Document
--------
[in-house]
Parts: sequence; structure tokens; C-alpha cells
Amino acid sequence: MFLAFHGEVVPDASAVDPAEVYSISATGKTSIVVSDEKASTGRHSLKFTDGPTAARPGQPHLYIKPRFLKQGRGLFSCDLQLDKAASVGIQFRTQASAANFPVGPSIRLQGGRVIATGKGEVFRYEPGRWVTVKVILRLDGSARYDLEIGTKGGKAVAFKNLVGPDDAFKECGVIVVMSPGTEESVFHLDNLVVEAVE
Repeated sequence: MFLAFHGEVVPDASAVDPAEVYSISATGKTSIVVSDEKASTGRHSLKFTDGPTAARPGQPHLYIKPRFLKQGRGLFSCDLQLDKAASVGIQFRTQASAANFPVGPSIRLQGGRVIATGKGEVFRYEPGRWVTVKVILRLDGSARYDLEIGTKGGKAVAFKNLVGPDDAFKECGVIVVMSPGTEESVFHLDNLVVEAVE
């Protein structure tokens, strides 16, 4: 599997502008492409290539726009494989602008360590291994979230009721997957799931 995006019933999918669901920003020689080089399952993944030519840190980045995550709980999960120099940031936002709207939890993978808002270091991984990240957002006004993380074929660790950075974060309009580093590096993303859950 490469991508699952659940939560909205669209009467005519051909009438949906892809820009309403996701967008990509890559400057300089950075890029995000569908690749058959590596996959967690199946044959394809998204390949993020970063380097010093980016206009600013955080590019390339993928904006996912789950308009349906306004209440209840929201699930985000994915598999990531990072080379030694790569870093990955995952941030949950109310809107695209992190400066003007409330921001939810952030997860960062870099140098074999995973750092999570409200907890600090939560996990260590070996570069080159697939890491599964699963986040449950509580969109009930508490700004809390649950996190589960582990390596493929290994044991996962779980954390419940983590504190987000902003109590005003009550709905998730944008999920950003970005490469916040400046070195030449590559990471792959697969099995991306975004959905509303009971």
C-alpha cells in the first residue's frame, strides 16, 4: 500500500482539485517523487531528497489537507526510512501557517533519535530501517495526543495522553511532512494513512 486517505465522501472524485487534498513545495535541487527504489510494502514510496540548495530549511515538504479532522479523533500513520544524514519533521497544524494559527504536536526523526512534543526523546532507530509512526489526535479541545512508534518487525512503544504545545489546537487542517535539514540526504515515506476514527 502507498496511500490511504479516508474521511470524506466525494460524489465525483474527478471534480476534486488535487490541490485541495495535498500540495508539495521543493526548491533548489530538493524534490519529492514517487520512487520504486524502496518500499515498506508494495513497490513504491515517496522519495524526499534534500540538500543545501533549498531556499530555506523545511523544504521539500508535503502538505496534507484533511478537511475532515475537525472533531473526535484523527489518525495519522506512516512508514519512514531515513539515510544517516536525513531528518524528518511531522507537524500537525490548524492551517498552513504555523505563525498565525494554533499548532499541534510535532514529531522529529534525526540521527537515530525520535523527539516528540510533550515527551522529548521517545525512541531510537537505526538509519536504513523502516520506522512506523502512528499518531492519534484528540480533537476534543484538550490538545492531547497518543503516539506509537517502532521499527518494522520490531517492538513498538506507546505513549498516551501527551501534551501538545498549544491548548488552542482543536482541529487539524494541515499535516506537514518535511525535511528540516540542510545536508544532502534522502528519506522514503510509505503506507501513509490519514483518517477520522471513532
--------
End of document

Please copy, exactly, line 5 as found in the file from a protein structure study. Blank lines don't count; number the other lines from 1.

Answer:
């Protein structure tokens, strides 16, 4: 599997502008492409290539726009494989602008360590291994979230009721997957799931 995006019933999918669901920003020689080089399952993944030519840190980045995550709980999960120099940031936002709207939890993978808002270091991984990240957002006004993380074929660790950075974060309009580093590096993303859950 490469991508699952659940939560909205669209009467005519051909009438949906892809820009309403996701967008990509890559400057300089950075890029995000569908690749058959590596996959967690199946044959394809998204390949993020970063380097010093980016206009600013955080590019390339993928904006996912789950308009349906306004209440209840929201699930985000994915598999990531990072080379030694790569870093990955995952941030949950109310809107695209992190400066003007409330921001939810952030997860960062870099140098074999995973750092999570409200907890600090939560996990260590070996570069080159697939890491599964699963986040449950509580969109009930508490700004809390649950996190589960582990390596493929290994044991996962779980954390419940983590504190987000902003109590005003009550709905998730944008999920950003970005490469916040400046070195030449590559990471792959697969099995991306975004959905509303009971």